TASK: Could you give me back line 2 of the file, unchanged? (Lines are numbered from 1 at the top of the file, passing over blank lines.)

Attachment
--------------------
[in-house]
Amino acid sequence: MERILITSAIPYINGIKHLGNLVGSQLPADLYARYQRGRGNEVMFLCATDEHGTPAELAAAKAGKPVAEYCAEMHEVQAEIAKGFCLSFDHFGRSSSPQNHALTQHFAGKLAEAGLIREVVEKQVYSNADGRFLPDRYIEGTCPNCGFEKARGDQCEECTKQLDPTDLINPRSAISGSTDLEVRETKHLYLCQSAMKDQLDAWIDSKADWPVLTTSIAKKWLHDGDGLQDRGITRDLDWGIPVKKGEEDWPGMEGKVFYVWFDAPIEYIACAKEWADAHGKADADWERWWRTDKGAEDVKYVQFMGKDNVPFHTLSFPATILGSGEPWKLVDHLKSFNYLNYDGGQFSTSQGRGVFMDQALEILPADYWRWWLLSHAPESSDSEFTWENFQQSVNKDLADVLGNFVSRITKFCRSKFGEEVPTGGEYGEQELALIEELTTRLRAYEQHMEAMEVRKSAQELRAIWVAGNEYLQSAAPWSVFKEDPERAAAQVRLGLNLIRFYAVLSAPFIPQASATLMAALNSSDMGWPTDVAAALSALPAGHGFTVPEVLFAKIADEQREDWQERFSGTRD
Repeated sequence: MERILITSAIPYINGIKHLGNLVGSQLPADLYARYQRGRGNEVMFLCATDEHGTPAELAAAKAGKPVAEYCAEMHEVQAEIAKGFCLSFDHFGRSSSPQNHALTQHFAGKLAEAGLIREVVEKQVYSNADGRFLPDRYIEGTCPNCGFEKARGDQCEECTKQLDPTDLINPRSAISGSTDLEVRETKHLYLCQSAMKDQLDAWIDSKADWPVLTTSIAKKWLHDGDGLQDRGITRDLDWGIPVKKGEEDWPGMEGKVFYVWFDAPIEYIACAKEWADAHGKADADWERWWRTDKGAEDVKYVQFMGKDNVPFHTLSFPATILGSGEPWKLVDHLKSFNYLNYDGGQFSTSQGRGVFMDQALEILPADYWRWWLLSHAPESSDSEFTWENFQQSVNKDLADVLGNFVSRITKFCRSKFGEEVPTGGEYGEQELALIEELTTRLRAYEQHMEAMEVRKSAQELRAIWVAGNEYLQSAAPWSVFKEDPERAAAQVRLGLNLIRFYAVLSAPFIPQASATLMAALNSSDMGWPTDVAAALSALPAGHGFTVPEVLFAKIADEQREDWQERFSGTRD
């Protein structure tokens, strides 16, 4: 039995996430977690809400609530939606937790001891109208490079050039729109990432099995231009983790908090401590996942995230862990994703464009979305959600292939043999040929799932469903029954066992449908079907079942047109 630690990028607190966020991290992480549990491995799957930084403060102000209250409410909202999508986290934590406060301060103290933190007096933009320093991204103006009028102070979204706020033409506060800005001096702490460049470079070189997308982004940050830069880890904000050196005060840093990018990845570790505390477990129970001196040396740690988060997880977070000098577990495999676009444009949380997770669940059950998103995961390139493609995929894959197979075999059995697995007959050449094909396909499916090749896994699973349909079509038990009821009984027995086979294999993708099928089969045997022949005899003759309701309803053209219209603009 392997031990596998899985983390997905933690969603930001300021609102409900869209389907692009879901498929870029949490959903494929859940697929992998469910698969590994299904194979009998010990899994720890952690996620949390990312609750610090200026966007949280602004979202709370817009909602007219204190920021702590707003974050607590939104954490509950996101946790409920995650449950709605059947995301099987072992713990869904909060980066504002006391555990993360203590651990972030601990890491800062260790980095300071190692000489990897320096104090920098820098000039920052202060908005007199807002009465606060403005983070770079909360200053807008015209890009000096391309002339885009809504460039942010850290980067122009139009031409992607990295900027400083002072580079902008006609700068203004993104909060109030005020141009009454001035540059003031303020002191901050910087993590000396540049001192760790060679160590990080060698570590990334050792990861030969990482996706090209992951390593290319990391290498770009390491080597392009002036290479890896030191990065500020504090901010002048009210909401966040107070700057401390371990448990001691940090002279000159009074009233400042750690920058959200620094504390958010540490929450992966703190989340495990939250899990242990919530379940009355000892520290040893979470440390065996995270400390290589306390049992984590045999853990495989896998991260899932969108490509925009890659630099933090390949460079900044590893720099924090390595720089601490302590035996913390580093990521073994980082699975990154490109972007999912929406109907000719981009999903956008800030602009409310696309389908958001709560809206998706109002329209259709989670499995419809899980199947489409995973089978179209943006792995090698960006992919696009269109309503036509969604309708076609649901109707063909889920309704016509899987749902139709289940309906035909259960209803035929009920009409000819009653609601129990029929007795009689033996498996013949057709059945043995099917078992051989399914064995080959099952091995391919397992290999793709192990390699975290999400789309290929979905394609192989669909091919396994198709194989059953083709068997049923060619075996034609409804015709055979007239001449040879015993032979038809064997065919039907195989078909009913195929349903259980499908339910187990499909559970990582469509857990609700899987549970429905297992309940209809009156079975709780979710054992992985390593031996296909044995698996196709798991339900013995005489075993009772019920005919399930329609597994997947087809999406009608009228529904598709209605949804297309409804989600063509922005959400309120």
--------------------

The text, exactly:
Amino acid sequence: MERILITSAIPYINGIKHLGNLVGSQLPADLYARYQRGRGNEVMFLCATDEHGTPAELAAAKAGKPVAEYCAEMHEVQAEIAKGFCLSFDHFGRSSSPQNHALTQHFAGKLAEAGLIREVVEKQVYSNADGRFLPDRYIEGTCPNCGFEKARGDQCEECTKQLDPTDLINPRSAISGSTDLEVRETKHLYLCQSAMKDQLDAWIDSKADWPVLTTSIAKKWLHDGDGLQDRGITRDLDWGIPVKKGEEDWPGMEGKVFYVWFDAPIEYIACAKEWADAHGKADADWERWWRTDKGAEDVKYVQFMGKDNVPFHTLSFPATILGSGEPWKLVDHLKSFNYLNYDGGQFSTSQGRGVFMDQALEILPADYWRWWLLSHAPESSDSEFTWENFQQSVNKDLADVLGNFVSRITKFCRSKFGEEVPTGGEYGEQELALIEELTTRLRAYEQHMEAMEVRKSAQELRAIWVAGNEYLQSAAPWSVFKEDPERAAAQVRLGLNLIRFYAVLSAPFIPQASATLMAALNSSDMGWPTDVAAALSALPAGHGFTVPEVLFAKIADEQREDWQERFSGTRD